Colorado lost an incredible Chicana this year. She was known for her active role in the Chicano Movement and her bookstore in Denver. Her granddaughter shares this booklist with us to honor her legacy.
On Tuesday, January 12, 2021, Priscilla Salazar, loving wife, mother of four, grandmother of sixteen, great-grandmother of fifteen, and the foster mother of many, passed away at 86. Priscilla was born on September 27, 1934, in Garcia, CO to Fermin and Percides Garcia. She was a small-business owner of El Camino Real bookstore and gift shop. El Camino Real was the first bookstore of its time to distribute American Indian, Chicano, Latin American, and Mexican literature in both English and Spanish. It was the leading distributor for Chicano literature nationwide. The National Commission on the Observance of International Women’s Year recognized Priscilla in 1976 as a successful female entrepreneur and she even met President Gerald Ford at the White House.
Priscilla Salazar left a lasting legacy with her contributions to the Chicano Movement and the community. My grandmother loved books and supporting local authors. Her bookstore became one of her proudest accomplishments. She was friends with so many Colorado authors when she owned El Camino Real and she maintained those relationships throughout her life. To honor her, I’ve compiled this booklist with some of her favorites.
The People of El Valle: A history of the Spanish colonials in the San Luis Valley by Olibama Lopez Tushar
This is one of the few books that digs into the early Spanish settlers of the San Luis Valley. Tushar provides readers with traditions, customs, and a rich family history of this area’s first settlers. A small publishing firm published this book so copies can be hard to find, but many historians and Colorado Chicanos have found Tushar’s work incredibly helpful. My grandmother loved to support and sell books like this one in her bookstore, and this book was absolutely one of her favorites. Our family is featured in the book.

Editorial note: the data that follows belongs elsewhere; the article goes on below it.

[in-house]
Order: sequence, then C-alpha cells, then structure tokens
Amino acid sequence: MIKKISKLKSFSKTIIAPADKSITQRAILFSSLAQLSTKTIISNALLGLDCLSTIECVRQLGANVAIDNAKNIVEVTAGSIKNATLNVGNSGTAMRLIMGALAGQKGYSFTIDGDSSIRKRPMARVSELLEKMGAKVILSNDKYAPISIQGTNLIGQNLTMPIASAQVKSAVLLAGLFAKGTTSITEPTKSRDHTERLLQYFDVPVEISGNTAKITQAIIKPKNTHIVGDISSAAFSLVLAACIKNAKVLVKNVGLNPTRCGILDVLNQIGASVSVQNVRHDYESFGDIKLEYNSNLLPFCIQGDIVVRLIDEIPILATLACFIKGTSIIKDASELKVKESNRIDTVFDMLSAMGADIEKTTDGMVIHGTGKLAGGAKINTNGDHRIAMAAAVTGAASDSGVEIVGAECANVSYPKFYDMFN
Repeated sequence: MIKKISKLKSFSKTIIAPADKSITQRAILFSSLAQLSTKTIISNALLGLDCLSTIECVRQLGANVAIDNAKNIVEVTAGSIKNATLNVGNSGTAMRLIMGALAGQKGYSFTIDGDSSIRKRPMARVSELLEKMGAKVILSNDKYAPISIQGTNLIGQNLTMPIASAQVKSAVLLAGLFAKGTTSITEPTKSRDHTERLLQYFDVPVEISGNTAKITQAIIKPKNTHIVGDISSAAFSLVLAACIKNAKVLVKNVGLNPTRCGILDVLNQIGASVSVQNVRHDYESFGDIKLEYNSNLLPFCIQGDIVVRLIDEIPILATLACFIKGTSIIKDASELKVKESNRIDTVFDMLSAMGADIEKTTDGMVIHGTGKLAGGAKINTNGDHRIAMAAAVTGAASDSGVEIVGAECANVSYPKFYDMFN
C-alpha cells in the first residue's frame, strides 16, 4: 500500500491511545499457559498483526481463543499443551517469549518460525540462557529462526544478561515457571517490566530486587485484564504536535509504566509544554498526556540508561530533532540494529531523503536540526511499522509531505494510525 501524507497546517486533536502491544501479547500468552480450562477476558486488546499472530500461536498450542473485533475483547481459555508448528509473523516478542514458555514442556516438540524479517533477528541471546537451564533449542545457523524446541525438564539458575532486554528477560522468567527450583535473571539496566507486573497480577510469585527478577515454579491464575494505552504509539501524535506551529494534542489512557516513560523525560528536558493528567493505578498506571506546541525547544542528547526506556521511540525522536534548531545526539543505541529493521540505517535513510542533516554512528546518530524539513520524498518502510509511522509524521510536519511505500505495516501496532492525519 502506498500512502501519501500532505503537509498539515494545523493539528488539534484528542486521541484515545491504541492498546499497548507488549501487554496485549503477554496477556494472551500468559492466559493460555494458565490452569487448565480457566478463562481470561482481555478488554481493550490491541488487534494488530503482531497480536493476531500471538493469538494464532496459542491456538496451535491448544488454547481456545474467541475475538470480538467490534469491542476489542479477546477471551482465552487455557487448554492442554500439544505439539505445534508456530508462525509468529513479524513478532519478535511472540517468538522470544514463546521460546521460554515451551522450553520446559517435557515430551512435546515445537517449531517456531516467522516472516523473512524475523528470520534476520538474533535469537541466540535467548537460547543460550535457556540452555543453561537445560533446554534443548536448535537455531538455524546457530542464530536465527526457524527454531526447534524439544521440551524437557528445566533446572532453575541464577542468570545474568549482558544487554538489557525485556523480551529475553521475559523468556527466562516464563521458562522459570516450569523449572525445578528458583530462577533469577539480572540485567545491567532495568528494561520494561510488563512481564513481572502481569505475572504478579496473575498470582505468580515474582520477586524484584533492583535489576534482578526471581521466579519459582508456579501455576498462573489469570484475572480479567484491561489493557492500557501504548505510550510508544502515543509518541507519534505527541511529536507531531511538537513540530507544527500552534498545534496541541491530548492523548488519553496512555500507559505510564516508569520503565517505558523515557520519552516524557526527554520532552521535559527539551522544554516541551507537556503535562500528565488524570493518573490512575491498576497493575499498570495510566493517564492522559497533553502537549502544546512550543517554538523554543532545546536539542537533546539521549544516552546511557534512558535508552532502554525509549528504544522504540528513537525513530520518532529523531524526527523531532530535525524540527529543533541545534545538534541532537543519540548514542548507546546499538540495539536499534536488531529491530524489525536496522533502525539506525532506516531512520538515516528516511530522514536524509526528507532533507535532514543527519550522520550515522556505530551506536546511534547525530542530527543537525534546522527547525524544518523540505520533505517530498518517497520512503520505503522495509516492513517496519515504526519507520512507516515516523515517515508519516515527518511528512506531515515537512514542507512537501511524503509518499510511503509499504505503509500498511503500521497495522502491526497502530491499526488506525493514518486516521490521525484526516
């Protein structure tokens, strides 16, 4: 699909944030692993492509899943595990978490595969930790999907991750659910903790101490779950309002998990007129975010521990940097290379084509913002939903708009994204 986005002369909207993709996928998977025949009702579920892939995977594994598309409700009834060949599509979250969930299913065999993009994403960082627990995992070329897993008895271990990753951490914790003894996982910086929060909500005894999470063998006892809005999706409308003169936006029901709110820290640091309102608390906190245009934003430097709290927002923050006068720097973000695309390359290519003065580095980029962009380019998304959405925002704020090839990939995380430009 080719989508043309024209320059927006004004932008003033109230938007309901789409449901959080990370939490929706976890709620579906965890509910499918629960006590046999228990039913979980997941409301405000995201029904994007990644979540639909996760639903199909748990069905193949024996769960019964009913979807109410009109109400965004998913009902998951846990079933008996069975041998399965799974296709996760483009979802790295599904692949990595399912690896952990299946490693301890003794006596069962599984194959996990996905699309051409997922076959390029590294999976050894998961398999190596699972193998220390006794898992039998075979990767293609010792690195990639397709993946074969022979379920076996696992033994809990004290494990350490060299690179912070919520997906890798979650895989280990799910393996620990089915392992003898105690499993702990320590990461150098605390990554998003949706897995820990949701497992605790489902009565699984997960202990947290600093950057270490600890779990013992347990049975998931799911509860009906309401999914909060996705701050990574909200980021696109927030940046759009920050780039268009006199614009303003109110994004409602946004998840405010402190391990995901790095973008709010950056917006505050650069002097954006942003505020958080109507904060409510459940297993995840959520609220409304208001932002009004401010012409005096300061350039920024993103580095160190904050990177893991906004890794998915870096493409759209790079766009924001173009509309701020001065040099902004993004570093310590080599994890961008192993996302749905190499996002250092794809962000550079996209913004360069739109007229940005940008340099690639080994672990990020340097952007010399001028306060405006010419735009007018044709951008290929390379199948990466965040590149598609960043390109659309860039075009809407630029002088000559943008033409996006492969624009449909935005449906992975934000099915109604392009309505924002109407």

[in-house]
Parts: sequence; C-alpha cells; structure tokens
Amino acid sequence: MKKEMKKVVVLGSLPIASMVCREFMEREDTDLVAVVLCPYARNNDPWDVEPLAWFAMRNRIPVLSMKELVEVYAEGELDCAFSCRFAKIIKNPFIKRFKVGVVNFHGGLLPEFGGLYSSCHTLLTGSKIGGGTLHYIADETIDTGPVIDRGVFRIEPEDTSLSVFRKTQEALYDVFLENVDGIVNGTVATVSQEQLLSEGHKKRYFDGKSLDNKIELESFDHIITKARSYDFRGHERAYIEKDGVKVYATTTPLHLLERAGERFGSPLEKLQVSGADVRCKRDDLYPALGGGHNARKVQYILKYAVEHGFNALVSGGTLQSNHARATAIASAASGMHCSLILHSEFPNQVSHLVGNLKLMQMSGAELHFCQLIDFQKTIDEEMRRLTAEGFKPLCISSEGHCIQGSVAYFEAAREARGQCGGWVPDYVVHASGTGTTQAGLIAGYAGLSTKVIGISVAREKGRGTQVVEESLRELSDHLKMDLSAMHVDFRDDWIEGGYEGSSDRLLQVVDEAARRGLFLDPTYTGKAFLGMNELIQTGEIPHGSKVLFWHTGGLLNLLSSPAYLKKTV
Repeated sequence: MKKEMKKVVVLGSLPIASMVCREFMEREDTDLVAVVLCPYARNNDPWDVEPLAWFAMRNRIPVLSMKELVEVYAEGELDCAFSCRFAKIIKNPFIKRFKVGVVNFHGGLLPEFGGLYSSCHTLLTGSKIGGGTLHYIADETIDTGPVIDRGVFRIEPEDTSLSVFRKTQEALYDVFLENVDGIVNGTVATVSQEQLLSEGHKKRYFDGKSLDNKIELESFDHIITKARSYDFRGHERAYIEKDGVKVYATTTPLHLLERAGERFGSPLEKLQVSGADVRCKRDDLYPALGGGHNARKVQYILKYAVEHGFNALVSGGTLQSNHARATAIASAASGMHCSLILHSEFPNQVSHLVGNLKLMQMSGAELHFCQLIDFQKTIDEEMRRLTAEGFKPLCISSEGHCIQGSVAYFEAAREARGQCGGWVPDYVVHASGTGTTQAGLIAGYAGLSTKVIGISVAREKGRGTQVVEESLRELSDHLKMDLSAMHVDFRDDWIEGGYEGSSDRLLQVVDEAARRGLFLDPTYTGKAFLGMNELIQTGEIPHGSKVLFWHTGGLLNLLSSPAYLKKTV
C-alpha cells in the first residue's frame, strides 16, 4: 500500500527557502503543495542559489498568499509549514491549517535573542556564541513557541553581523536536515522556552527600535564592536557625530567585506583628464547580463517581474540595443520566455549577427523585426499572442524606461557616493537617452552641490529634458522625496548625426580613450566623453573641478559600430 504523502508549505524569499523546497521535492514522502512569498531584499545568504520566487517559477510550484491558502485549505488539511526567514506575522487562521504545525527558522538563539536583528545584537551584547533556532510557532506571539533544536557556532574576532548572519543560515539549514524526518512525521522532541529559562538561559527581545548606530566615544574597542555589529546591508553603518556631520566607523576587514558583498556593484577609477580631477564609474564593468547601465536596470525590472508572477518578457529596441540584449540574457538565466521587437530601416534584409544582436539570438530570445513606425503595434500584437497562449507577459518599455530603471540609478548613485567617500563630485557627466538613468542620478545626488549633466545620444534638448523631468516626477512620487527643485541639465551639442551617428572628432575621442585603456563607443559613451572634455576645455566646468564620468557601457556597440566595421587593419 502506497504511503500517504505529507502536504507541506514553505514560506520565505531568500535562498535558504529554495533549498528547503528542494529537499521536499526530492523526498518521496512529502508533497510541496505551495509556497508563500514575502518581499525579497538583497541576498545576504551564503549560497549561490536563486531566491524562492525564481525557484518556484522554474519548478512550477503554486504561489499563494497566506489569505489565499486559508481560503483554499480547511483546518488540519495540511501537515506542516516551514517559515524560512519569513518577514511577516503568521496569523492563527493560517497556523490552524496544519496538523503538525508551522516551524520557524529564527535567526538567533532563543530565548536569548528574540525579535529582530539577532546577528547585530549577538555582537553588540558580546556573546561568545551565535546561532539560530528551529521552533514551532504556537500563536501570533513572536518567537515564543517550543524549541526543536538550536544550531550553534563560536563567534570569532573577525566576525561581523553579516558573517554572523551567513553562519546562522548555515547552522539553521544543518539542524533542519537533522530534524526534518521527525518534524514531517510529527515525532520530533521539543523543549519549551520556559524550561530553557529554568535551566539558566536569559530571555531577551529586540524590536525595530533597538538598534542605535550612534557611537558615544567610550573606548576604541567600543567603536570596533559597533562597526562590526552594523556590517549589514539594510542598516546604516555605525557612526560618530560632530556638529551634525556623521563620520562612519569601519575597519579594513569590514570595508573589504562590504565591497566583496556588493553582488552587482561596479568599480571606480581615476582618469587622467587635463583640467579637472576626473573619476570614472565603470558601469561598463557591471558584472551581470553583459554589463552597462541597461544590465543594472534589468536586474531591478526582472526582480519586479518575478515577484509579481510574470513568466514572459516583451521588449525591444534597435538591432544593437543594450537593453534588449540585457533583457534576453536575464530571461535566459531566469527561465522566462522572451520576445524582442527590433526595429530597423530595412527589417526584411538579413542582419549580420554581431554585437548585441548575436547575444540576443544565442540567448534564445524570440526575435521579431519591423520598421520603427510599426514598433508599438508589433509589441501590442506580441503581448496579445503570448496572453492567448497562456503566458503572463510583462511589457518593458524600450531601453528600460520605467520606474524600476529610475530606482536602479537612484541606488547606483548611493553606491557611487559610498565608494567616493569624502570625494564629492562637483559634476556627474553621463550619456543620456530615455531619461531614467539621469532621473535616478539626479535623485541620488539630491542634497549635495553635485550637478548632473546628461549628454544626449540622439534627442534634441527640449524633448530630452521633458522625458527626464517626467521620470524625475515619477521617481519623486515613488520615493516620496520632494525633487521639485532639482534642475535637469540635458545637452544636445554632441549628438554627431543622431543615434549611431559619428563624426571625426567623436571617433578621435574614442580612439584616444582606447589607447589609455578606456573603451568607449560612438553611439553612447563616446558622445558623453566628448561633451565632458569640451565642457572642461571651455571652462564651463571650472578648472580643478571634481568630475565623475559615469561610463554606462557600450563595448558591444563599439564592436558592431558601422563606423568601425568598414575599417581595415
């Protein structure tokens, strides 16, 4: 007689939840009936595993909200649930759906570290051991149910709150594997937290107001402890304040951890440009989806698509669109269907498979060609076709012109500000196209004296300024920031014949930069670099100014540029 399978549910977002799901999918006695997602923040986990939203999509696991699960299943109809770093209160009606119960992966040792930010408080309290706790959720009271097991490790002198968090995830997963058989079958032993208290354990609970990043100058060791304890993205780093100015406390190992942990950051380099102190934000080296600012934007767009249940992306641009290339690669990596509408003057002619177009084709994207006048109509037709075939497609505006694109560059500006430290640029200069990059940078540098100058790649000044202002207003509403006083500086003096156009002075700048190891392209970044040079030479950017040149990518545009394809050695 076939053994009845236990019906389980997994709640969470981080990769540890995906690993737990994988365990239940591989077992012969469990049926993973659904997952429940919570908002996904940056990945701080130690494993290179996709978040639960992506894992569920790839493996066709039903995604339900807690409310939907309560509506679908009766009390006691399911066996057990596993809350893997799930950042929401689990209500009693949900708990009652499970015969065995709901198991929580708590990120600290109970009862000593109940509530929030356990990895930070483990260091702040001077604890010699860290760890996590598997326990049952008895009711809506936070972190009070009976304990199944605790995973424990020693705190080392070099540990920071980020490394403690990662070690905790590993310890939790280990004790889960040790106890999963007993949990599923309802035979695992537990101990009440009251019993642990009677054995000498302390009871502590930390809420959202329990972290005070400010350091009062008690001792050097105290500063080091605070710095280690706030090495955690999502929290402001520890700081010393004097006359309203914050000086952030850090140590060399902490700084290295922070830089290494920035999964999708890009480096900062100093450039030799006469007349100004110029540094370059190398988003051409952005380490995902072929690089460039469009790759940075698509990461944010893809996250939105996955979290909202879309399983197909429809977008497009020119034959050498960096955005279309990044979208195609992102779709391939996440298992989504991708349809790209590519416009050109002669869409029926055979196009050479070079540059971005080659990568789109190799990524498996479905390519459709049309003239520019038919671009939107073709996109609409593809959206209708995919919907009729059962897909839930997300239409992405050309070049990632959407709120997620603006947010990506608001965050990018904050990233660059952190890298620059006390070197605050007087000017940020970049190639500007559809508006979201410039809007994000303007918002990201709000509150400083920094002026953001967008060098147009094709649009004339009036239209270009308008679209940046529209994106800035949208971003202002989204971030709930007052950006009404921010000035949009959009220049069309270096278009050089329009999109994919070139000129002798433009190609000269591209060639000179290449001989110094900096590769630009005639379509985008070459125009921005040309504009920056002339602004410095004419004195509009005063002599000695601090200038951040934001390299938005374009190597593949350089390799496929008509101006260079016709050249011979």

Bless Me Ultima is our family’s must-read. Anaya takes caring for your elders, a strong cultural value, and mystifies readers in this novel. Anaya’s multi-generation storytelling weaves the story of a child exploring his grandmother’s world while introducing the reader into the world of curanderas (healers). The book is informational and inspiring. This is almost compulsory for anyone wanting a deeper understanding of Chicano culture. Anaya and my grandmother were good friends, and this book always held a special place in her heart.
Lalo Delgado is a voice of a generation. He was an activist, poet, and educator and his poems give a great Chicano insight into the Civil Rights Movement. If you’re looking for more poetry of the Chicano Movement outside of Corky Gonzales’ Yo So Joaquin, Delgado is a great start. He and my grandmother were incredibly close friends, and she loved her conversations with Lalo.
Along with being a novelist, Dr. Irene Blea is also an activist, sociologist, and educator. When she’s not writing fiction, she has written books about feminism and the Chicana movement. Daughters of the West Mesa is a captivating story based on true events. Although not considered a light read, it is hard to put down. If you are interested in true crime this is the book for you! Blea and my grandmother were best friends and travel buddies later in their lives.
A book on several must-read lists, Fajardo-Anstin’s storytelling takes the reader into personal stories that make you both hopeful and sad for the Latina main characters. Although each story is different, themes of family, domestic violence, love, and the consequences of change seep into each one. Fajardo-Anstin gives each of her leading ladies a sense of dignity while taking us into a sad moment of their lives. For a local reader, it is fun to have Denver in the backdrop and learn about the resilience of Latina women. In continuing my grandmother’s love of supporting and nourishing Colorado’s authors, I felt it appropriate to add Fajardo-Anstine to this list.